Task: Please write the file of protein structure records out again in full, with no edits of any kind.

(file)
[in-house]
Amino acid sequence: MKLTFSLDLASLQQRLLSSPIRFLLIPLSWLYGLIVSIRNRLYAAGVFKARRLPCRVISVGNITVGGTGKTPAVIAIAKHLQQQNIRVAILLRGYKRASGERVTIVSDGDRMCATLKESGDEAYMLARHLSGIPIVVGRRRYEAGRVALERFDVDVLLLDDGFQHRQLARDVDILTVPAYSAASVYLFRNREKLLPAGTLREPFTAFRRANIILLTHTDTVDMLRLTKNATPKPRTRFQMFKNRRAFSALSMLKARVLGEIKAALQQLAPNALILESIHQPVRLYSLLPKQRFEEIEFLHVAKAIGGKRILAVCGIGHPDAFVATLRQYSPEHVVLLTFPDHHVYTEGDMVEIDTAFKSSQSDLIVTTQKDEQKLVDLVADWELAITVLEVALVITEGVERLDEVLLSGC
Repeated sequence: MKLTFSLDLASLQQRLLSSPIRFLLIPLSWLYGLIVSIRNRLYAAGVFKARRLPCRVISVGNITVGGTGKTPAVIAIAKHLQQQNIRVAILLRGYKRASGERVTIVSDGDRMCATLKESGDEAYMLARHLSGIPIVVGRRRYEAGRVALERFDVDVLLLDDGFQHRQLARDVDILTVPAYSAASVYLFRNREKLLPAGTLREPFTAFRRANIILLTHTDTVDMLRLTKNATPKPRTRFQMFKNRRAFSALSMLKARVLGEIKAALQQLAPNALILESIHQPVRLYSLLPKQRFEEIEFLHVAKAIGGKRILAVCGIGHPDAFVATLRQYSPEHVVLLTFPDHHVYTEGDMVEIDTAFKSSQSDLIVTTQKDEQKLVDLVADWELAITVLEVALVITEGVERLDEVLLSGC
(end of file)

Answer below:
[in-house]
Amino acid sequence: MKLTFSLDLASLQQRLLSSPIRFLLIPLSWLYGLIVSIRNRLYAAGVFKARRLPCRVISVGNITVGGTGKTPAVIAIAKHLQQQNIRVAILLRGYKRASGERVTIVSDGDRMCATLKESGDEAYMLARHLSGIPIVVGRRRYEAGRVALERFDVDVLLLDDGFQHRQLARDVDILTVPAYSAASVYLFRNREKLLPAGTLREPFTAFRRANIILLTHTDTVDMLRLTKNATPKPRTRFQMFKNRRAFSALSMLKARVLGEIKAALQQLAPNALILESIHQPVRLYSLLPKQRFEEIEFLHVAKAIGGKRILAVCGIGHPDAFVATLRQYSPEHVVLLTFPDHHVYTEGDMVEIDTAFKSSQSDLIVTTQKDEQKLVDLVADWELAITVLEVALVITEGVERLDEVLLSGC
Repeated sequence: MKLTFSLDLASLQQRLLSSPIRFLLIPLSWLYGLIVSIRNRLYAAGVFKARRLPCRVISVGNITVGGTGKTPAVIAIAKHLQQQNIRVAILLRGYKRASGERVTIVSDGDRMCATLKESGDEAYMLARHLSGIPIVVGRRRYEAGRVALERFDVDVLLLDDGFQHRQLARDVDILTVPAYSAASVYLFRNREKLLPAGTLREPFTAFRRANIILLTHTDTVDMLRLTKNATPKPRTRFQMFKNRRAFSALSMLKARVLGEIKAALQQLAPNALILESIHQPVRLYSLLPKQRFEEIEFLHVAKAIGGKRILAVCGIGHPDAFVATLRQYSPEHVVLLTFPDHHVYTEGDMVEIDTAFKSSQSDLIVTTQKDEQKLVDLVADWELAITVLEVALVITEGVERLDEVLLSGC